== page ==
Me too! They were my mother's day gift to myself three years ago. I love them.

Slartibartfast

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Re: Cheapskate stories
« Reply #457 on: April 08, 2013, 08:16:30 PM »
This is my main issue with couponing.  The store brand is cheaper than the name brands even with coupons, so what's the point?  It might be different at another store that doesn't have good store brands of everything. 

This is not universally true - generic is usually cheaper if you don't have a coupon, but I'd say a good 75% of the time, regular price brand name plus a run-of-the-mill coupon makes it the same price or cheaper than the generic.  If you can stack the coupon and a sale, there's really no comparison.  (There are still things I actually prefer the Publix brand, though!)

MommyPenguin

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Re: Cheapskate stories
« Reply #458 on: April 08, 2013, 08:26:38 PM »
This is my main issue with couponing.  The store brand is cheaper than the name brands even with coupons, so what's the point?  It might be different at another store that doesn't have good store brands of everything. 

This is not universally true - generic is usually cheaper if you don't have a coupon, but I'd say a good 75% of the time, regular price brand name plus a run-of-the-mill coupon makes it the same price or cheaper than the generic.  If you can stack the coupon and a sale, there's really no comparison.  (There are still things I actually prefer the Publix brand, though!)

Oh, I realize that, but I was speaking specifically... so many times I would be there with my coupon looking at the price, and it just didn't work out.  *Maybe* when the item was on sale, but I never seemed to run into sales during the life of the coupon, anyway.  And with only one coupon per item, the time I was spending on clipping coupons and trying to time them to sales just wasn't end up working out, as the coupons were rarely on stuff I would have bought anyway and never on the stuff that I spend a *lot* of money on (our biggest expenses are produce, dairy (especially yogurt, but store brand is cheaper than name brand even when I have a name brand coupon, and store brand is even on sale a lot, bread, and sometimes meat.  It was a bit easier when we had a chest freezer, as I could buy stuff when there was a good coupon/sale matchup, but as it is, I need stuff when I need it, a lot of the stuff needs refrigeration or freezing (lack of space) or doesn't last.  I can't buy enough yogurts when they're on sale to last us until the next sale because I don't have the storage space, etc.  I even tried making yogurt at home, but the kids wouldn't eat it.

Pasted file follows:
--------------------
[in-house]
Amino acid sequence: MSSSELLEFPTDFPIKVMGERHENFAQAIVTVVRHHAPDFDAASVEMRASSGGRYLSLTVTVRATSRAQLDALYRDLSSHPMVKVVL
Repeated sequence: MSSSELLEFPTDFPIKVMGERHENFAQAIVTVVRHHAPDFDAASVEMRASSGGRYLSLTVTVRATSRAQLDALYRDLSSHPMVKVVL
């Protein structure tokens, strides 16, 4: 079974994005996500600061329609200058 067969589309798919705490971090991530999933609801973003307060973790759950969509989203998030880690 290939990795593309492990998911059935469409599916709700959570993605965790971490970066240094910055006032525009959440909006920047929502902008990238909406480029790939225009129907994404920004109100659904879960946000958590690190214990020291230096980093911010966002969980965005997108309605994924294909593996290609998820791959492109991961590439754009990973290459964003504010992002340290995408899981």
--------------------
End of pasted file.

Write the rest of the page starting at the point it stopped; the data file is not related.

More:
Piratelvr1121

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Re: Cheapskate stories
« Reply #459 on: April 08, 2013, 08:39:59 PM »
I would love if Thomas would put out coupons for their bagels.  DH likes bagels in the morning because they're a quick and easy thing to grab and eat while driving.  And I've tried getting the store brand before but he said they were tough and tasted stale.   But Thomas bagels are about $5 a bag and seldom on sale. 
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ladyknight1

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Re: Cheapskate stories
« Reply #460 on: April 08, 2013, 09:03:16 PM »
They have Thomas bagels and bagel thins at Sam's club, where 2 packages are under $4.

Minmom3

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Re: Cheapskate stories
« Reply #461 on: April 08, 2013, 09:55:33 PM »
I used to buy a $15-20 purse at one of the discount stores 3-4 times a year. I then realized these purses weren't made well and I was tired of repairing or discarding them. I now buy one or two well made purses a year for $30-40 and they last. I just change them out if I get bored. Same with shoes, if they aren't made well then they aren't worth a dollar, if you have to keep replacing them.

My current purse is a beautiful, heavy and soft leather item that cost me $120.  My most expensive bag ever...  It's now 3 years old, and that's young for me and my leather bags.  Most of them get used for 10+ years.  I had a nice pair of good leather flats that were $105 new.  I wore them for 12 years.  I resoled them 5 times, and re heeled them another 3 or so on top of that.  I probably spent another $100 over the years, spiffing them up.  But, $200 over 10 years, with no problems caused by ill fitting shoes, breaks down to $20 a year - and I have NEVER had a $20 pair of shoes that fit me or would last more than a few months.  There are quite a few things that are expensive up front, but will pay for themselves many times over in length of use time.